Role of membrane lipids in leukocyte adhesion

Cambi, A.

Cell membrane lipid composition is prone to modulation during diseases such as cancer, or by pathogens, thereby shaping cell function by altering the adhesive properties of immune cells and cancer cells. How these alterations affect the function of adhesive receptors such as integrin is poorly understood.

Alessandra Cambi's group, Dept. of Cell Biology, theme Nanomedicine in collaboration with physicists of the Institute of Photonic Sciences (Barcelona, Spain) investigated whether and how changes in the lipid nanoenvironment affect nanoscale organization, dynamics and function of the leukocyte-specific integrin LFA-1, which mediates leukocyte transendothelial migration. By combining biochemical assays and single molecule dynamic imaging approaches, Christina Eich (photo below), former PhD student in the Cambi group and currently postdoc at ErasmusMC, demonstrated that generation of ceramide by activation of sphingomyelinase impaired LFA-1-mediated adhesion. This occurs through reduction of LFA-1 lateral mobility, which can be explained by increased immobilization of LFA-1 by coupling to the actin cytoskeleton, and subsequent impaired adhesion. Changes in membrane lipid composition likely affect many other membrane associated receptors, not only integrins, representing an additional level of regulation of receptor function that requires additional research.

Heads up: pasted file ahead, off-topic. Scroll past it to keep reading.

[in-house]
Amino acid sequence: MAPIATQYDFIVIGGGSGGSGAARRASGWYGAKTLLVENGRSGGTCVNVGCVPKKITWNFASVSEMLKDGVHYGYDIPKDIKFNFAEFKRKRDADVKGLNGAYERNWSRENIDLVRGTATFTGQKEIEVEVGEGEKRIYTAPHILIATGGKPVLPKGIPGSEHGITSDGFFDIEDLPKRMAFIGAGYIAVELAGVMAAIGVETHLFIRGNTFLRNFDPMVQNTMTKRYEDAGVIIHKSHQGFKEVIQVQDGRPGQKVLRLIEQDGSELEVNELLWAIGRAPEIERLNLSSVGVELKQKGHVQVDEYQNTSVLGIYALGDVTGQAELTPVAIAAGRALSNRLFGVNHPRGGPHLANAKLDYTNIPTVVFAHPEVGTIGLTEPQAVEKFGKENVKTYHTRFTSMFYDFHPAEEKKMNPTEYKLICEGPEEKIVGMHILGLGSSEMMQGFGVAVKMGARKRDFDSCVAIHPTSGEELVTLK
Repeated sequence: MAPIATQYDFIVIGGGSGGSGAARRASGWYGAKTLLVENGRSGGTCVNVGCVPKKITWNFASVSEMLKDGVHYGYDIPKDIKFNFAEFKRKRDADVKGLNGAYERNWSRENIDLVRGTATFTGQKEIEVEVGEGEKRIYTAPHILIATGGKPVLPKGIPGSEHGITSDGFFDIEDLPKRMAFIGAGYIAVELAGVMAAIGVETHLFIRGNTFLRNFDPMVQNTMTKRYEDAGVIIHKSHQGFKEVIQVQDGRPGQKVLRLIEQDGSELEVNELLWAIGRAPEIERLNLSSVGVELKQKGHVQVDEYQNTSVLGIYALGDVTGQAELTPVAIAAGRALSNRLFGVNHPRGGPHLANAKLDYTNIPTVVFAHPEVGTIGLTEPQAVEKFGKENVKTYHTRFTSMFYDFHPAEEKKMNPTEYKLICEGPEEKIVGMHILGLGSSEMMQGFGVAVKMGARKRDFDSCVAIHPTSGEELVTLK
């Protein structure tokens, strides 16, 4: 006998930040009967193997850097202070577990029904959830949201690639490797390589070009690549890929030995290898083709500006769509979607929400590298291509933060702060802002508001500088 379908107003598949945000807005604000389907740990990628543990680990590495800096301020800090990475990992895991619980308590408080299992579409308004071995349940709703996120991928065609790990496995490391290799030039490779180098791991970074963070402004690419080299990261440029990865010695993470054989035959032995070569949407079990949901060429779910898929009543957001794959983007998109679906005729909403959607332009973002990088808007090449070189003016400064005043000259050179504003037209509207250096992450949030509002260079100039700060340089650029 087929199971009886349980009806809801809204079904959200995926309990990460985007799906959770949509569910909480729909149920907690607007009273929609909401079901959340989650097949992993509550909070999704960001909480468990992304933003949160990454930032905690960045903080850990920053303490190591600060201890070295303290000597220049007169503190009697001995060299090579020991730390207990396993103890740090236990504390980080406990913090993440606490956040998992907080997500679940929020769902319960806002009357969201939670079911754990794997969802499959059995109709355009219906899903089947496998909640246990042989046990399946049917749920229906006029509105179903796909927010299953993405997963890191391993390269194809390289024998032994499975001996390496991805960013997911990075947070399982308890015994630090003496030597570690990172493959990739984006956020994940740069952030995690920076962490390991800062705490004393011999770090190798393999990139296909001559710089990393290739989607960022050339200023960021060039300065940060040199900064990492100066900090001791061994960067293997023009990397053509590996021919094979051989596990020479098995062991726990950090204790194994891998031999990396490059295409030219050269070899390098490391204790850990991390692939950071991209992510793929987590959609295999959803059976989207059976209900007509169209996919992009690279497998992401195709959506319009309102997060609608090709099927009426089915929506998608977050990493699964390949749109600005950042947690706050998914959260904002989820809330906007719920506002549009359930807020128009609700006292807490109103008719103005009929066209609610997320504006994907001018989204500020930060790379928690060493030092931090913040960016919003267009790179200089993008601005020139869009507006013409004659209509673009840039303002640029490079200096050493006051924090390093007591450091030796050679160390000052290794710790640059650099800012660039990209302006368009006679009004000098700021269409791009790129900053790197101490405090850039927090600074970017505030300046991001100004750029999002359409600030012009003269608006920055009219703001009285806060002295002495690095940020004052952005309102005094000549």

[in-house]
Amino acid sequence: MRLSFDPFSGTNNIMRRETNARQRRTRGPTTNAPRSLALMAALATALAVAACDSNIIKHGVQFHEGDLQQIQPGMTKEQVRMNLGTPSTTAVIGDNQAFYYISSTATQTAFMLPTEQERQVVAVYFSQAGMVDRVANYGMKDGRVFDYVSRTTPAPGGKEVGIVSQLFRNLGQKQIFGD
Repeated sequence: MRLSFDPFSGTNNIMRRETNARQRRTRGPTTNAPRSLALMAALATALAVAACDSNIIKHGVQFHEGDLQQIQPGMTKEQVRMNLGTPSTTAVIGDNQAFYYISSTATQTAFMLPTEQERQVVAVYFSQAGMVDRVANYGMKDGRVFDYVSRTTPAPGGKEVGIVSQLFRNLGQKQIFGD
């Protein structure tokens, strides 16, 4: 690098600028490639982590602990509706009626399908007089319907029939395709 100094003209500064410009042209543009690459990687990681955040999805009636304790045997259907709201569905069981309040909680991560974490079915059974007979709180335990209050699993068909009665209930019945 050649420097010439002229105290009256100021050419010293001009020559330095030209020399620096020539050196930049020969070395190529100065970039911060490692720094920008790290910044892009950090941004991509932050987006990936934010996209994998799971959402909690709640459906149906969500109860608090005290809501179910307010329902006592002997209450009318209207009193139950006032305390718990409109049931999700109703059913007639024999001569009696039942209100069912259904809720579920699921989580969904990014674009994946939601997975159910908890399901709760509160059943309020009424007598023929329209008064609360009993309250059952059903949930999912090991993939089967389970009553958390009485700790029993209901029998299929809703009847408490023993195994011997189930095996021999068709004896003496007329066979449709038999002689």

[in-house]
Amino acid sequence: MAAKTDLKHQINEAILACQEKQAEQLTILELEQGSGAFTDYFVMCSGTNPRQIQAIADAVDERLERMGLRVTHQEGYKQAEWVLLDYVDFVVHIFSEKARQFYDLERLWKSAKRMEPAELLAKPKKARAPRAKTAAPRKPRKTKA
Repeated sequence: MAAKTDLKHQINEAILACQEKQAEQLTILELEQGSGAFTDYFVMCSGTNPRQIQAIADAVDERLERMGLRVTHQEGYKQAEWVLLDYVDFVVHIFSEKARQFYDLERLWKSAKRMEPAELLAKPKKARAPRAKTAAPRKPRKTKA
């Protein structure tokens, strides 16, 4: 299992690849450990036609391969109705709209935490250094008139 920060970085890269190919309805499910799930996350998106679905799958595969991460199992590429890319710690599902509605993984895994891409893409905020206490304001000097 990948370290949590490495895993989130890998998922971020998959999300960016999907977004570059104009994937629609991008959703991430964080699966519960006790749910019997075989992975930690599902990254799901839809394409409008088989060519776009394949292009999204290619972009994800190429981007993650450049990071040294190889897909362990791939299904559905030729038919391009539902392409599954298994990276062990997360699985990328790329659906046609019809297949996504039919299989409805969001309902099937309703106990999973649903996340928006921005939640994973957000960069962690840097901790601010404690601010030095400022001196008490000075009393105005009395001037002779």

This study was recently published in Scientific Reports, top 5 journal in the category Multidisciplinary science and top 2 open-access journal.

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